Consolidated composite adsorbent containing graphite flake for sorption cooling systems

Date created: 
2017-07-06
Identifier: 
etd10237
Keywords: 
Sorption chiller, consolidated adsorbent, water sorption, thermal conductivity, silica gel, graphite flakes
Abstract: 

Heat-driven sorption technology, as a sustainable and clean solution for thermal management and heat storage, has drawn a significant interest in academic and industrial research community. This interest has been intensified in the last decade as environmental and climate changes issues are becoming major global challenges. Numerous studies aim to improve materials sorption performances, as it is at the core of sorption cooling or storage systems. Due to the nature of the sorption process, heat and transport properties, e.g., thermal diffusivity and thermal conductivity of the adsorbent material play an important role in their performance. Higher thermal diffusivity can enhance the heat transfer rate and lead to faster sorption/desorption cycles and more efficient (more compact) heat-driven sorption chillers. A key part of the sorption chillers design is developing adsorbent materials (or composites) with superior hydrophilicity, high water uptake capacity, low regeneration temperature (60-150°C), and high thermal diffusivity. The focus of this research is to design tailored consolidated composite adsorbent containing graphite flakes with improved heat and mass transfer properties for sorption cooling systems. The presented Ph.D. dissertation is divided into three main parts: (i) composite adsorbent fabrication and characterization; (ii) consolidated composite characterization; and (iii) thermal properties modeling of consolidated composite adsorbent. Fabricated loose grain and consolidated composite were characterized in Dr. Bahrami’s Laboratory for Alternative Energy Conversion (LAEC) and SFU 4D LABS.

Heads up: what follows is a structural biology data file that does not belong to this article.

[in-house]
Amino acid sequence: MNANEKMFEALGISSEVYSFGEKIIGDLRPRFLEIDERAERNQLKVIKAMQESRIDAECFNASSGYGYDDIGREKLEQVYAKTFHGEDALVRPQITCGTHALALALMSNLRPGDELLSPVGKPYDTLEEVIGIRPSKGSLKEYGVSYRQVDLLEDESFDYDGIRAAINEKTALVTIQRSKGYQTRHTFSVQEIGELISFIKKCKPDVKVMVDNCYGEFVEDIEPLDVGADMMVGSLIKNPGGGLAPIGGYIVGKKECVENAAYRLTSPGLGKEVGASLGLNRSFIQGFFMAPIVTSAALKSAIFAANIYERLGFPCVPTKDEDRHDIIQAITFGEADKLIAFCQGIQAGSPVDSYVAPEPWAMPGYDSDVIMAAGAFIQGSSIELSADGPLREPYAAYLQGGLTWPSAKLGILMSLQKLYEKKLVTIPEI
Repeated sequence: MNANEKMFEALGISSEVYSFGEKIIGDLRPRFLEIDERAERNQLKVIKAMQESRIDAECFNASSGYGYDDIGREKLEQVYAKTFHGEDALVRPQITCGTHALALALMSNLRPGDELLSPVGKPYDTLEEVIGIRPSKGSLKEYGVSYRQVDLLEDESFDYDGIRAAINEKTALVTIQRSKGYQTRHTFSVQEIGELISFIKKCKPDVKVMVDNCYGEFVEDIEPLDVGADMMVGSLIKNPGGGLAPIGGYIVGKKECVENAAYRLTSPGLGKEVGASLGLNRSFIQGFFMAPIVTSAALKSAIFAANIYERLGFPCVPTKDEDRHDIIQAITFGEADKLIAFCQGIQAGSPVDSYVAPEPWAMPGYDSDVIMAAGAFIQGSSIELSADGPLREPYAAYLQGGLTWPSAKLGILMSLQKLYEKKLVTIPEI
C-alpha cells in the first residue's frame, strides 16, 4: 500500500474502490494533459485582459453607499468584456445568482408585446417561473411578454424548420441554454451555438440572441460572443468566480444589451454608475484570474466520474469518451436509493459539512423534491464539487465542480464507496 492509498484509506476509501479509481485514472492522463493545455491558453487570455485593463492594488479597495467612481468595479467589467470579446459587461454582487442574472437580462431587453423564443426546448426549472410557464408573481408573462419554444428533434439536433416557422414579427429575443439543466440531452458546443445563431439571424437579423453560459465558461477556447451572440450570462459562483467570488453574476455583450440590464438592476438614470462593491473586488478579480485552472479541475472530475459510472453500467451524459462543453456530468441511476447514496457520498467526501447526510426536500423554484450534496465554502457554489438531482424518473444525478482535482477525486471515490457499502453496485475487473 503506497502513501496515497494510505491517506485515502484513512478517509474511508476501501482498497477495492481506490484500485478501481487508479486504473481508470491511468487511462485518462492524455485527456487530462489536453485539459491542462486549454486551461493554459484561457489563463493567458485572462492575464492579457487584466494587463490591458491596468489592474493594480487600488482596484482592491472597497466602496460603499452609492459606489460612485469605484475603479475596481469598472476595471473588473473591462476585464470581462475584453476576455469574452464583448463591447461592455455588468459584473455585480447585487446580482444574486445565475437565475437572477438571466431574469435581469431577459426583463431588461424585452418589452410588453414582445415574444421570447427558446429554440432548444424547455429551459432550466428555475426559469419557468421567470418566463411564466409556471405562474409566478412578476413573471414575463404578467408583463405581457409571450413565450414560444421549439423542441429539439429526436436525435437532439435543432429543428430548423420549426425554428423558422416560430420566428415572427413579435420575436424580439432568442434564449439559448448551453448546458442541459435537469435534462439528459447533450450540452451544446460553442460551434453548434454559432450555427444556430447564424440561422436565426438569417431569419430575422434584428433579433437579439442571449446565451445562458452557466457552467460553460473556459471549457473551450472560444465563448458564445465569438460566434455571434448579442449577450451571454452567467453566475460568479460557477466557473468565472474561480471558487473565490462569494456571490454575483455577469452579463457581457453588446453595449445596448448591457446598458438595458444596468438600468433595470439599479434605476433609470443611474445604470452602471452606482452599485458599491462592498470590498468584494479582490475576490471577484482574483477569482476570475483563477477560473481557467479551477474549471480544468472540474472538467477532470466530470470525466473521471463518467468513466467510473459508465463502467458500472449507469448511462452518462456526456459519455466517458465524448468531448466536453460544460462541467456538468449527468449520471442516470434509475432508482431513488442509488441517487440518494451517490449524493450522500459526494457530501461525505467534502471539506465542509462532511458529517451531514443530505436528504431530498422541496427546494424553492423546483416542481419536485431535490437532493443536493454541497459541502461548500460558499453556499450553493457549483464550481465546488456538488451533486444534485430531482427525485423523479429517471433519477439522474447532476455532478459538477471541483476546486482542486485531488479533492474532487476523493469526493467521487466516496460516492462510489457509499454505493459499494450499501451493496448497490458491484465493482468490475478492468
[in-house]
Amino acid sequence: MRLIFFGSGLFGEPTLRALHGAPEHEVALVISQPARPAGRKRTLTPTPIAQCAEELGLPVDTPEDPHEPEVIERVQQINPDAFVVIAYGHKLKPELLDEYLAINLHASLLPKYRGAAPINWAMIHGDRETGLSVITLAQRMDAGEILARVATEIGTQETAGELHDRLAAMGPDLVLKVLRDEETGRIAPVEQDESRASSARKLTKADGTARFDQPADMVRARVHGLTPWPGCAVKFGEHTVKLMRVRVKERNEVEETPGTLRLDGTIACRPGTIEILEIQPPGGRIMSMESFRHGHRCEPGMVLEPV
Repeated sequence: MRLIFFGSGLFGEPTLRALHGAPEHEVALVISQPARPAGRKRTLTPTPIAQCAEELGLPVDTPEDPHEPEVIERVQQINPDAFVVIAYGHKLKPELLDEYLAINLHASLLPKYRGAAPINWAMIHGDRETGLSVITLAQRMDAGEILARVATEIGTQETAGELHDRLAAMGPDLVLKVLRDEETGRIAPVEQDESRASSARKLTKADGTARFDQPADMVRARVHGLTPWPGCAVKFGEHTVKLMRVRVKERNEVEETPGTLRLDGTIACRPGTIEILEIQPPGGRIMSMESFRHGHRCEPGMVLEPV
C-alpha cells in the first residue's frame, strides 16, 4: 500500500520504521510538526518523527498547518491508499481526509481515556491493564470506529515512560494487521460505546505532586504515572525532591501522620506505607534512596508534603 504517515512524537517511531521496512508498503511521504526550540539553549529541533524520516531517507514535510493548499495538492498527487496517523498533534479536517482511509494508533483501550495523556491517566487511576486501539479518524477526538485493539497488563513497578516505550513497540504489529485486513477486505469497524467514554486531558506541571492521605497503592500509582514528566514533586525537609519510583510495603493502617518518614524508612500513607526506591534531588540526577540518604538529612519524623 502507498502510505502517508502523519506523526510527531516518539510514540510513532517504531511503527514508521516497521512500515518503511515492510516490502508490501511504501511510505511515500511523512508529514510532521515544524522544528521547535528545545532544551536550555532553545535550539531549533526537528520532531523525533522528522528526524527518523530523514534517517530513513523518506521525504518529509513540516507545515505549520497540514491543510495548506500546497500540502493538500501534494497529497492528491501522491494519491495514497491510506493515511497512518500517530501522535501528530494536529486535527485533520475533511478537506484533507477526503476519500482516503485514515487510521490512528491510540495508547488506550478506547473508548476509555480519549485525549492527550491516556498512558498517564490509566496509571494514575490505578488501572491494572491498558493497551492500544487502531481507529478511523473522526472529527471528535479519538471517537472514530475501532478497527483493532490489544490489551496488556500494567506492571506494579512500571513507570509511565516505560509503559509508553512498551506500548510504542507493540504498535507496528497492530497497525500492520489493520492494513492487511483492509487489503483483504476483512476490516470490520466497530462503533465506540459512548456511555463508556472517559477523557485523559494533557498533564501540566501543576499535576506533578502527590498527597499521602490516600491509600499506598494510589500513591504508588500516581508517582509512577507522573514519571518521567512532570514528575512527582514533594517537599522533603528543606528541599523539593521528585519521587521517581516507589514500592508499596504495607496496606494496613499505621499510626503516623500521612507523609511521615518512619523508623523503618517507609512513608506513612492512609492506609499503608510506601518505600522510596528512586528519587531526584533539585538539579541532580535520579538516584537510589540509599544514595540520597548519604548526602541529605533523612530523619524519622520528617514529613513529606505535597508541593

Document type: 
Thesis
Rights: 
This thesis may be printed or downloaded for non-commercial research and scholarly purposes. Copyright remains with the author.
File(s): 
Supervisor(s): 
Majid Bahrami
Department: 
Applied Sciences: School of Mechatronic Systems Engineering
Thesis type: 
(Thesis) Ph.D.
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